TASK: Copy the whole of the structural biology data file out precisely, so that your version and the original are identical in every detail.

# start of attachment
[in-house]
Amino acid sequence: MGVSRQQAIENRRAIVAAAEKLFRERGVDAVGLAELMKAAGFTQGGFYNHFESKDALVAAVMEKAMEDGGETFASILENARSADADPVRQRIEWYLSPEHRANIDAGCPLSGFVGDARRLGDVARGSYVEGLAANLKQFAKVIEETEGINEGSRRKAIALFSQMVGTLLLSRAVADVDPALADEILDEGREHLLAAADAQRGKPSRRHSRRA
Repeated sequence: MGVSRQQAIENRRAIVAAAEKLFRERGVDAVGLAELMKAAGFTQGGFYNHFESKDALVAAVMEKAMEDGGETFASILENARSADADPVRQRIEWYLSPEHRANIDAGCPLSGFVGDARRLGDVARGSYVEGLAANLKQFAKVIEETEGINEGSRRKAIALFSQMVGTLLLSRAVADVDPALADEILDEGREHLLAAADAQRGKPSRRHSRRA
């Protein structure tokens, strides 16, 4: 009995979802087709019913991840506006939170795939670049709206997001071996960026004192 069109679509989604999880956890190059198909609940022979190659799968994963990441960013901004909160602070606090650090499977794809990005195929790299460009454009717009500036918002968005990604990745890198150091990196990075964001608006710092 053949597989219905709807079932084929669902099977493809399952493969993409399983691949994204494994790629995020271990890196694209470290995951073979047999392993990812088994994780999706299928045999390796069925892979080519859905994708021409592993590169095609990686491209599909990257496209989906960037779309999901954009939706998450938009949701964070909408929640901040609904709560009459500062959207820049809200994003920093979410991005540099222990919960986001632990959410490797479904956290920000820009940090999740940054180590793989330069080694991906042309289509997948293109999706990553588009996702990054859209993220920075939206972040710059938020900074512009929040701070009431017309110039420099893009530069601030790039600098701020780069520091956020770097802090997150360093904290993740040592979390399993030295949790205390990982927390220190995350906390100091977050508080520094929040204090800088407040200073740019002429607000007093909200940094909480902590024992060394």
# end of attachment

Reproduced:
[in-house]
Amino acid sequence: MGVSRQQAIENRRAIVAAAEKLFRERGVDAVGLAELMKAAGFTQGGFYNHFESKDALVAAVMEKAMEDGGETFASILENARSADADPVRQRIEWYLSPEHRANIDAGCPLSGFVGDARRLGDVARGSYVEGLAANLKQFAKVIEETEGINEGSRRKAIALFSQMVGTLLLSRAVADVDPALADEILDEGREHLLAAADAQRGKPSRRHSRRA
Repeated sequence: MGVSRQQAIENRRAIVAAAEKLFRERGVDAVGLAELMKAAGFTQGGFYNHFESKDALVAAVMEKAMEDGGETFASILENARSADADPVRQRIEWYLSPEHRANIDAGCPLSGFVGDARRLGDVARGSYVEGLAANLKQFAKVIEETEGINEGSRRKAIALFSQMVGTLLLSRAVADVDPALADEILDEGREHLLAAADAQRGKPSRRHSRRA
């Protein structure tokens, strides 16, 4: 009995979802087709019913991840506006939170795939670049709206997001071996960026004192 069109679509989604999880956890190059198909609940022979190659799968994963990441960013901004909160602070606090650090499977794809990005195929790299460009454009717009500036918002968005990604990745890198150091990196990075964001608006710092 053949597989219905709807079932084929669902099977493809399952493969993409399983691949994204494994790629995020271990890196694209470290995951073979047999392993990812088994994780999706299928045999390796069925892979080519859905994708021409592993590169095609990686491209599909990257496209989906960037779309999901954009939706998450938009949701964070909408929640901040609904709560009459500062959207820049809200994003920093979410991005540099222990919960986001632990959410490797479904956290920000820009940090999740940054180590793989330069080694991906042309289509997948293109999706990553588009996702990054859209993220920075939206972040710059938020900074512009929040701070009431017309110039420099893009530069601030790039600098701020780069520091956020770097802090997150360093904290993740040592979390399993030295949790205390990982927390220190995350906390100091977050508080520094929040204090800088407040200073740019002429607000007093909200940094909480902590024992060394």